1. Anonymous9:33 AM

    I agree strongly with the Blog you wrote, It is my belief that the issue surrounding our churches and their inability to reach out to more individuals with disabilities, is nothing more than "learned laziness". I feel that pastors are not challenging themselves in their ministries, to go the places and talk to the individuals (disabled community) who need the most compassion and time. Like the teacher who just stands in front of the classroom and teaches the lesson to the best of her ability. She can and probably is a good teacher, but think for a minute about the teacher who invests her time and energy getting to know each and every student and makes accommodations to improve their learning, she is the greatest teacher. I feel our world needs more great pastors instead of good ones.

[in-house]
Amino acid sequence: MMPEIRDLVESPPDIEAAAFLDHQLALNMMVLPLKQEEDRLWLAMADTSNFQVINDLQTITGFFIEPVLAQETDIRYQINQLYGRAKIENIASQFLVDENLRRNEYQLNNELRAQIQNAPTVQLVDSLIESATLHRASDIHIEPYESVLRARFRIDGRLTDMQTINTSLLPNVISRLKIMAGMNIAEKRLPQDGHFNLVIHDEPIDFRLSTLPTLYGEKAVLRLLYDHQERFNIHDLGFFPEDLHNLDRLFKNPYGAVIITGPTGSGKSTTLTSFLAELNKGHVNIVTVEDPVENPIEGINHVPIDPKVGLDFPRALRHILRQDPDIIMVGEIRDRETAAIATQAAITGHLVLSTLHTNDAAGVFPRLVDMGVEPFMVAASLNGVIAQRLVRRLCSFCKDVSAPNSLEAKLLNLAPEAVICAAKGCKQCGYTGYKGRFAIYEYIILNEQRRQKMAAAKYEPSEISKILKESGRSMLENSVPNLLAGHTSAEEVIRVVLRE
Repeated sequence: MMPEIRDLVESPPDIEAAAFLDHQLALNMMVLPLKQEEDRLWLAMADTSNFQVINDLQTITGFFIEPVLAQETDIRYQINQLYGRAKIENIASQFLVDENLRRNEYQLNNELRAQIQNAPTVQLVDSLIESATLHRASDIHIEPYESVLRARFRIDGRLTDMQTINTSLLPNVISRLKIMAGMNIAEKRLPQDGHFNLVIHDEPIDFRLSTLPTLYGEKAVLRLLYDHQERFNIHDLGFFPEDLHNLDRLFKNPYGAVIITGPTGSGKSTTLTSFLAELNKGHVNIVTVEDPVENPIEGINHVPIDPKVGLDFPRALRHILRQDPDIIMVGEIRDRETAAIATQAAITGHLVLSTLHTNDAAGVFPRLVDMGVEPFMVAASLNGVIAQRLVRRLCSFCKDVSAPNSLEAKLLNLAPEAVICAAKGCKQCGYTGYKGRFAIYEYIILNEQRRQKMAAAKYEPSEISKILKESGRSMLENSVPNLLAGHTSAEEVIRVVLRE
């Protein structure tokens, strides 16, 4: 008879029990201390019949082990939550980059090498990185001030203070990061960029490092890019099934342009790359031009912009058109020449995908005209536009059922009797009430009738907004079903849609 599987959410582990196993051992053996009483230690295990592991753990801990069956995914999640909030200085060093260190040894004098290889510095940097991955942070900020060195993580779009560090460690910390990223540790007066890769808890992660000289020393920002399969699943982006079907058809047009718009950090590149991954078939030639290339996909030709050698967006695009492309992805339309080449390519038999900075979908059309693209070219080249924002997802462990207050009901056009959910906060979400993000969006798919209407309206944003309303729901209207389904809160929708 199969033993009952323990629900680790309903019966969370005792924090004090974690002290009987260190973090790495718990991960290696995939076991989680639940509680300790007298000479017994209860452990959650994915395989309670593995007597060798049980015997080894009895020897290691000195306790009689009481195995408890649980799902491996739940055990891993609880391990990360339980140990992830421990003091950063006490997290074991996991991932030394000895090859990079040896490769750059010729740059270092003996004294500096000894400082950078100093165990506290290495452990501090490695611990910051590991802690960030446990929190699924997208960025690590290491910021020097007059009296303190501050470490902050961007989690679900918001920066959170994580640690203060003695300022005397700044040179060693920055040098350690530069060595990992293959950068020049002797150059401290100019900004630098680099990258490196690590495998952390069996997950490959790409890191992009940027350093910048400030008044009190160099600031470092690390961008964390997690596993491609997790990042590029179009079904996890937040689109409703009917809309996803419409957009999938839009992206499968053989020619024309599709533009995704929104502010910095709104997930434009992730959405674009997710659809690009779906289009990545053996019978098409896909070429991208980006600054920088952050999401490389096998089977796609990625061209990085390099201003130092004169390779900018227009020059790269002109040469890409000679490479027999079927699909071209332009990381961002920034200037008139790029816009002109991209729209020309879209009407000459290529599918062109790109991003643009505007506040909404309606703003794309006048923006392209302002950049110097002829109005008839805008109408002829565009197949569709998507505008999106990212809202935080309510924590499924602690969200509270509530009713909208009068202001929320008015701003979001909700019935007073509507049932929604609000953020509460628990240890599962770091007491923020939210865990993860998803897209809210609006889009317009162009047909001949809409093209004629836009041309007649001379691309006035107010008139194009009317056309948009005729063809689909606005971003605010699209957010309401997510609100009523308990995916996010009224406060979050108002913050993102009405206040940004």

If I had a say in the area of ministry I would ask why are so many pastors not visiting the hospitals, group homes, institutions, etc.? Ministry does not end for them at 5pm when they go home. I feel pastors need to be leaders by example and go out into the world like they preach and tell us to be good stewards. They are not reaching a whole community of people who need them very badly, even if it is just time spent talking about our awesome God.